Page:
Official Newsletter of the President's Challenge

JULY 2013 - GET ACTIVE

Gentle Activity: Volunteering and Walking to Better Mental and Physical Health

Better, stronger, faster, longer. In our prime, we expect the best payoff to our health when we are pushing our physical and mental limits. More time on the treadmill equals more calories burned equals less weight equals better health. However, research shows that any activity has positive health benefits. Not being able to or even motivated to work out, run several miles a day, or play a mean game of tennis doesn’t justify just sitting around.

New research from Carnegie Mellon University shows that older adults who volunteer for at least 200 hours per year not only feel better mentally for doing good work for others, but they decrease their risk high blood pressure by 40 percent. The study, published by the American Psychological Association’s Psychology and Aging journal, suggests that volunteer work may be an effective non-pharmaceutical option to help prevent the hypertension. A report, The Health Benefits of Volunteering, outlines the research supporting a healthy dose of volunteering, including findings from the Longitudinal Study on Aging, which show that volunteering lengthens a person’s life.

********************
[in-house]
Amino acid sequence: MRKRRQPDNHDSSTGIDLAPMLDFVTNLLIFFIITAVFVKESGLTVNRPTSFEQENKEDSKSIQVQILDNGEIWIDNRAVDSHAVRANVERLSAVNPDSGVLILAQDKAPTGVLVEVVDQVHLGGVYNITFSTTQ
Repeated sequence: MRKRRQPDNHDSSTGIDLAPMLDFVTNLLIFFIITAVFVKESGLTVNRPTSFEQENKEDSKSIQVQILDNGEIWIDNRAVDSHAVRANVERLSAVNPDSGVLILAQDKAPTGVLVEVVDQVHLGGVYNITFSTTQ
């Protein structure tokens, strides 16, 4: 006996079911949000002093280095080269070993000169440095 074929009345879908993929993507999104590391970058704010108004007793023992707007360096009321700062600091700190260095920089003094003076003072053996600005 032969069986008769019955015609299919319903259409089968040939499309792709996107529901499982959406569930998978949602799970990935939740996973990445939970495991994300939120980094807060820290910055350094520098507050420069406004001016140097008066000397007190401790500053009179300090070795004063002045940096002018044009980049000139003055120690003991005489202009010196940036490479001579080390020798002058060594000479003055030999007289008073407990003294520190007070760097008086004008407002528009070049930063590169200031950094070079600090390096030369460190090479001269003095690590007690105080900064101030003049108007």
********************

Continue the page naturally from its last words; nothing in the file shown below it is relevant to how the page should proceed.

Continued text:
Like volunteering, there is plenty of evidence to support daily walking, especially for older Americans. Research from George Washington University School of Public Health and Health Services finds that a simple 15-minute walk after benefits-of-walking each meal may help older people control their blood sugar and could reduce their risk of developing type 2 diabetes. The study, published recently in Diabetes Care, found that three short post-meal walks were as effective at reducing blood sugar over 24 hours as a 45-minute walk of the same easy-to-moderate pace. Post-meal walking was also significantly more effective than a sustained walk at lowering blood sugar for up to three hours following the evening meal. This article in Arthritis Today highlights the research behind the many mental benefits of walking—from slowing mental decline and Alzheimer’s risk, to improving sleep and mood.